Dream for yourself

“I never dream for myself.”

Hearing someone tell her this in a recent conversation really stuck with a friend of mine. It’s how the two of us came to be talking about dreaming big…

…for ourselves.

I didn’t know the woman who spoke these words but they broke my heart, nonetheless.  Most likely since I can relate.  I think many of us can relate to this anonymous woman, but we don’t talk about it openly.

Scene: Kroger

Friend:  Hey, Diane how are you?

Me: Oh, great! Just getting some lunch stuff and thinking about how I can get on Saturday Night Live.

Conversations just don’t go this way, do they? If they do, let me know because I want to shop at your Kroger! (Being an SNL cast member actually was my childhood dream, second only to being an Olympic gold medalist, a la Mary Lou Retton. Alas, all I had was her hair.)

The reason its so fun to ask children what they want to be when they grow up, is because THEY KNOW NO LIMITS. Seen or or unseen – everything is available. Children are not bothered by logic, reason or even the laws of physics. This, by the way, is also why it’s so fun to ask them how the banking system works or how to bake a cake.

The awesome answer to this question is from a first grader and submitted to Amy Poehler’s Smart Girls Facebook page.

As we grow in our knowledge, skills and abilities, we unfortunately take on a heaping dose of limitations as well.

I can’t remember the exact time I realized I was not going to be a cast member on SNL, but I wouldn’t doubt if it coincided with very well-meaninged people beginning to answer the “what do you want to be when you grow up” question for me.

Carefully placing dreams in a separate, “that’s nice” category and slowly introducing a new “makes sense, it’s reasonable” category.

So when my friend, a doer of good and seer of dreams, heard HER friend quietly say “I never dream for myself,” she asked me to make a little something to remind her to do just that.

This is how I came to have dreams on my mind.

In my last post, I talked about Rachel Macy Stafford’s new book Hands Free Life.  I’ve been reading an advance copy so that I can share it with you, and have found so much inspiration.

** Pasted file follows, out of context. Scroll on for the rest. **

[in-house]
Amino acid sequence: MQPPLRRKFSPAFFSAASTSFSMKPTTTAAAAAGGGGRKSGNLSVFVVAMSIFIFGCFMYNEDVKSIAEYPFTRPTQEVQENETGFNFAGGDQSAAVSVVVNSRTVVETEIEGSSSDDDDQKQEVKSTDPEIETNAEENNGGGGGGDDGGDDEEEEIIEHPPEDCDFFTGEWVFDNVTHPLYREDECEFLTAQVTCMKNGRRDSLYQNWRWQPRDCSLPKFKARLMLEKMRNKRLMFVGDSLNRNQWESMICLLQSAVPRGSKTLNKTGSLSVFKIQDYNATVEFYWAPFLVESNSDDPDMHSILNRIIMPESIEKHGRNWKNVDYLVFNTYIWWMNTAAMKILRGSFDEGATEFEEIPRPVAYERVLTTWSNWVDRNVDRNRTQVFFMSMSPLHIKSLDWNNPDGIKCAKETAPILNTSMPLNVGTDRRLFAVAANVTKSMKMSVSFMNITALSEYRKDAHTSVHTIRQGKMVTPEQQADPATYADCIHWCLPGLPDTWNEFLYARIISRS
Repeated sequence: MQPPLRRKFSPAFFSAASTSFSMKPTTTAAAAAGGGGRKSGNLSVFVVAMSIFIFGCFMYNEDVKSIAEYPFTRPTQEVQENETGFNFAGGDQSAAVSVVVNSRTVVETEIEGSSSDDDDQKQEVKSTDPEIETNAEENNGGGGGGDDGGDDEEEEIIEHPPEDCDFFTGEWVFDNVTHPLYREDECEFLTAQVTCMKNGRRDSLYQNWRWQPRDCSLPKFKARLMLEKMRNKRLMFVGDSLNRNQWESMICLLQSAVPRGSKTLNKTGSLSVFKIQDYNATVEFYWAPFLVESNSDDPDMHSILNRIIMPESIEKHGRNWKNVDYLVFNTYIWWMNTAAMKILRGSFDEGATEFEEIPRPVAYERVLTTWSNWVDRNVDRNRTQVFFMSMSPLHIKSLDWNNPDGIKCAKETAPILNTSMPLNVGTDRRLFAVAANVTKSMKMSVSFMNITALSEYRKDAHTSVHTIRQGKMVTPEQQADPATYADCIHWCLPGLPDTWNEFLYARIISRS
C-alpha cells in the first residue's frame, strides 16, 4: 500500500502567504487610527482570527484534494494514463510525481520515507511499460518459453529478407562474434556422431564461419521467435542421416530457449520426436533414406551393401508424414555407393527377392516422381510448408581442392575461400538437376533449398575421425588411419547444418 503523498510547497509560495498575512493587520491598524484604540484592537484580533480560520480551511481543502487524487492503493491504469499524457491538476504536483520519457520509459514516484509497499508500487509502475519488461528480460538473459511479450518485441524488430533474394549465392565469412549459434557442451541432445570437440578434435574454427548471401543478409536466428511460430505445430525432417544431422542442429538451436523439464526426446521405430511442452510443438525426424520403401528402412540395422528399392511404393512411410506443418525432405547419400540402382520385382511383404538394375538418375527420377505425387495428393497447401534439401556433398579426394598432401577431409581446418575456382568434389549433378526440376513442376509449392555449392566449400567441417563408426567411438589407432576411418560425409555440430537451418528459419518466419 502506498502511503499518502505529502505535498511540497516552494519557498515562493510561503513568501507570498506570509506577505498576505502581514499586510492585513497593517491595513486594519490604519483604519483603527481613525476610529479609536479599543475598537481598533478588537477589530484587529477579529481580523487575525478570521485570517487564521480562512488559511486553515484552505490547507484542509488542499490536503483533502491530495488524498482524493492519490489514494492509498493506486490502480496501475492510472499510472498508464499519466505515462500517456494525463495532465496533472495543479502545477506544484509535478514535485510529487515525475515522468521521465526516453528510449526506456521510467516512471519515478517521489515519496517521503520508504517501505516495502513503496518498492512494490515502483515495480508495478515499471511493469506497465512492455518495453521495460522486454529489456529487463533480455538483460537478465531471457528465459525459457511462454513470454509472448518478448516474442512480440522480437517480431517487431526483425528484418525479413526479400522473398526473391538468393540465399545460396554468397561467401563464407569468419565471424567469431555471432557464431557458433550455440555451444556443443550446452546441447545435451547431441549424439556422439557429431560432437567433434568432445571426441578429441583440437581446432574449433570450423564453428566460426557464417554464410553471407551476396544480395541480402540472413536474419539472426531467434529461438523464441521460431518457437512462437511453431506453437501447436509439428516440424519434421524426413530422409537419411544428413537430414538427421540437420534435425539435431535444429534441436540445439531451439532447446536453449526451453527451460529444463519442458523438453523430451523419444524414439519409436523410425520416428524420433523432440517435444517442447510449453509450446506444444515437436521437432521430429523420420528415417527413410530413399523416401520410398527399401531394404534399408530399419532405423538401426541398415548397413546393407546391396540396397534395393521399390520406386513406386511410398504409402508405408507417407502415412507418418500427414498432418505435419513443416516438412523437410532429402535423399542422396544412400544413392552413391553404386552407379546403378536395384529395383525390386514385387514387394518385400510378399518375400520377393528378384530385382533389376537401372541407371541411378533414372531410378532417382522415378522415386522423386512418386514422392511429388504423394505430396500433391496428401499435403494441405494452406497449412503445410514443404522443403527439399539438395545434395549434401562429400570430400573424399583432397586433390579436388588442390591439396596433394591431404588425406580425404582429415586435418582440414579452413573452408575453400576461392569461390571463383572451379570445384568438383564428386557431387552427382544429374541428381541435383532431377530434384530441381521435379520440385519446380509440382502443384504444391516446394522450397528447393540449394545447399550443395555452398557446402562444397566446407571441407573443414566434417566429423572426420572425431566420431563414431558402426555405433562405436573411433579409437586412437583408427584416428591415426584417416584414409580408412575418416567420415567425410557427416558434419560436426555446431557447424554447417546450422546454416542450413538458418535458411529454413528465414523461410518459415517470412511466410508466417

I’ve maintained my technique of reading the chapters as they speak to me.  “See What Is Good” was just that chapter, and it had a lot to say about encouraging others and “being a noticer”. She shares this declaration:

Today I will step back and let my loved ones do things their own way...in their own time...with their own flair. Today I will set back and let them be who they are. And perhaps when I do, I will see something I thought needed changing doesn't need changing at all. Perhaps I will see something courageously brave and beautiful that is worth protecting and nurturing. Perhaps I will finally see their true colors, and I will rejoice. -Rachel Macy Stafford, Hands Free LifeClick To Tweet

When speaking specifically about children, about a year ago on her blog, Rachel shared a wonderful story about talking to elementary school classrooms about her job. Here’s an exchange she shared. She asked the class, “What is your dream? Every single child had an answer. There were no hesitations.”

When do the hesitations start?

When did they start for you?

It’s along the same lines as securing your own oxygen mask before helping someone else secure theirs.  We can model bravery, risk-taking and dream making for the little ones in our lives and I’m guessing they’ll learn more from watching us than they would hearing us tell them they can do anything they want.

It becomes easier to support dreamers, preposterous idea-havers & star-reachers, when we allow ourselves the same freedom.Click To Tweet

Don’t worry, I am aware that not everyone will take enough physics to make it to the Space Station, just like not everyone has rhythm.  I mean, I can’t even go underwater without plugging my nose.

But I didn’t need someone telling me I’d never be a good swimmer in order to realize that myself!

So friends, let’s do this.  If any “new & frightening ideas” pop into your head this week, give it a minute.

Play the “what if” game just a little while longer.

Share it with a friend.


Then go ask a five year old how to make a cake.

It made me smile to have this message staring back at me while I worked on it! It features the beautiful “Handwriting Draft” font by fontscafe.com. If you need your own little honeybee reminder to dream for yourself, visit me own!

Fonts Cafe


  1. Hands Free Mama says:


    Then go ask a five year old how to make a cake.”

    YES! A thousand times YES! I love what you are inviting … inspiring … and sparking here. I am so honored to be part of the story. Thank you, my talented friend.

    • totlosophy says:

      By honestly sharing your story, you my dear, are the one who invites and inspires others to pick up their pens. I appreciate you taking time to read my little corner of the web and share your thoughts!

Leave a Reply